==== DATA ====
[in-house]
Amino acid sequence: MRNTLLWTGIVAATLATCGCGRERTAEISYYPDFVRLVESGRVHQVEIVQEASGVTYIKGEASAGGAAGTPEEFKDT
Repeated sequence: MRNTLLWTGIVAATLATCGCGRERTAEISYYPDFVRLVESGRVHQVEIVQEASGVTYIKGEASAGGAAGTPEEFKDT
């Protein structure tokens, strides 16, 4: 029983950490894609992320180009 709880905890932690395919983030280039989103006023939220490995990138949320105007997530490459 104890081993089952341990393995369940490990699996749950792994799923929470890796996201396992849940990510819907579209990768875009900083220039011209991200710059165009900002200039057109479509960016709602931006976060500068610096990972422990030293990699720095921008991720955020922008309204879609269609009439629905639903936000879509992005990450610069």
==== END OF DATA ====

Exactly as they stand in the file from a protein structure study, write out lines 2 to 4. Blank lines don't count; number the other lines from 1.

Amino acid sequence: MRNTLLWTGIVAATLATCGCGRERTAEISYYPDFVRLVESGRVHQVEIVQEASGVTYIKGEASAGGAAGTPEEFKDT
Repeated sequence: MRNTLLWTGIVAATLATCGCGRERTAEISYYPDFVRLVESGRVHQVEIVQEASGVTYIKGEASAGGAAGTPEEFKDT
């Protein structure tokens, strides 16, 4: 029983950490894609992320180009 709880905890932690395919983030280039989103006023939220490995990138949320105007997530490459 104890081993089952341990393995369940490990699996749950792994799923929470890796996201396992849940990510819907579209990768875009900083220039011209991200710059165009900002200039057109479509960016709602931006976060500068610096990972422990030293990699720095921008991720955020922008309204879609269609009439629905639903936000879509992005990450610069």